She says, that I am a violent man, and a wicked man. -That I have been so, I own: but I repent, and only

wish to have it in my power to repair the injuries I have done her.

The gin, the snare, the net, mean matrimony, I sup pose-But is it a crime in me to wish to marry her? Would any other woman think it so? and choose to become a pelican in the wilderness, or a lonely sparrow on the house-top, rather than to have a mate that would chirp about her all day and all night?

She says, she has eaten ashes like bread-A sad mis take to be sure!-Aud mingled her drink with weeping -Sweet maudlin soul! should I say of any body confes. sing this, but Miss Harlowe.

She concludes with praying, that the desires of the wicked (meaning poor me, I doubt) may not be granted; that my devices may not be furthered, lest I exalt myself. I should undoubtedly exalt myself, and with reason, could I have the honour and the blessing of such a wife. And if my desires have so honourable an end, I know not why I should be called wicked, and why I should not be allowed to hope, that my honest devices 'may be furthered, that I MAY exalt myself.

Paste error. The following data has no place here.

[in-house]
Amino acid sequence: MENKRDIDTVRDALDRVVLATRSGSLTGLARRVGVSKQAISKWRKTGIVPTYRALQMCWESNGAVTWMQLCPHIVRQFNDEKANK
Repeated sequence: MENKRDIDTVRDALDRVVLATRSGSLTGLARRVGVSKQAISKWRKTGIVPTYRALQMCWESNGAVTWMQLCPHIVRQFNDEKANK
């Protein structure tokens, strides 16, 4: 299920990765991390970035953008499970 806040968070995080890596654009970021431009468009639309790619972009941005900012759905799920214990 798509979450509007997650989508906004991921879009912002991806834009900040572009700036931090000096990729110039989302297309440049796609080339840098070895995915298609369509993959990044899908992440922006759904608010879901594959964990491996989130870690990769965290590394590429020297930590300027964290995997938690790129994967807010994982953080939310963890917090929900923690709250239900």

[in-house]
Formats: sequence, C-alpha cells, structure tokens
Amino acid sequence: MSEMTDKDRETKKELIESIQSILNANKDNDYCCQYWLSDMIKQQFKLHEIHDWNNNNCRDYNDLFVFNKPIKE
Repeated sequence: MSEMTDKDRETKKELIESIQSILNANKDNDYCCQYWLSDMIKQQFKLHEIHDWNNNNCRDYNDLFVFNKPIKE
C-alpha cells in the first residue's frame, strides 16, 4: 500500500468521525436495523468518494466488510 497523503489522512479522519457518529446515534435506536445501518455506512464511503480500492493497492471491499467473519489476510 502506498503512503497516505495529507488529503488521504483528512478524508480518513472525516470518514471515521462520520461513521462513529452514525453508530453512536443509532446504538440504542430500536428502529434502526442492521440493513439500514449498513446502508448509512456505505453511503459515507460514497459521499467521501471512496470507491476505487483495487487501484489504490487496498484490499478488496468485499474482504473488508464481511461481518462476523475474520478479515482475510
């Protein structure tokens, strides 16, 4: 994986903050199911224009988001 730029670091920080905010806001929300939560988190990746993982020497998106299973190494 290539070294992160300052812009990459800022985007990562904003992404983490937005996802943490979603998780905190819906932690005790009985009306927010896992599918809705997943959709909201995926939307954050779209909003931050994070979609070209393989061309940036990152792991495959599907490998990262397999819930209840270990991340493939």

But here, Mrs. Lovick, let me ask, as something is undoubtedly meant by the lonely sparrow on the house-top, is not the dear creature at this very instant (tell me truly) concealed in Mrs. Smith's cock loft?-What say you, Mrs. Lovick? What say you, Mrs. Smith, to this?

They assured me to the contrary; and that she was actually abroad, and they knew not where.

Thou seest, Jack, that I would fain have diverted the chagrin given me not only by the women's talk, but by this collection of Scripture-texts drawn up in array against Several other whimsical and light things I said [all I had for it!] with the same view. But the widow would


not let me come off so. She stuck to me; and gave me, as I told thee, a good deal of uneasiness, by her sensible and serious expostulations. Mrs. Smith put in now-andthen; and the two Jack-pudding fellows, John and Joseph, not being present, I had no provocation to turn the conversation into a farce; and, at last, they both joined warmly to endeavour to prevail upon me to give up all thoughts of seeing the lady. But I could not hear of that. On the contrary, I besought Mrs. Smith to let me have one of her rooms but till I could see her; and were it but for one, two, or three days, I would pay a year's rent for it; and quit it the moment the interview was over. But they desired to be excused; and were sure the lady would not come to the house till I was gone, were it for a month.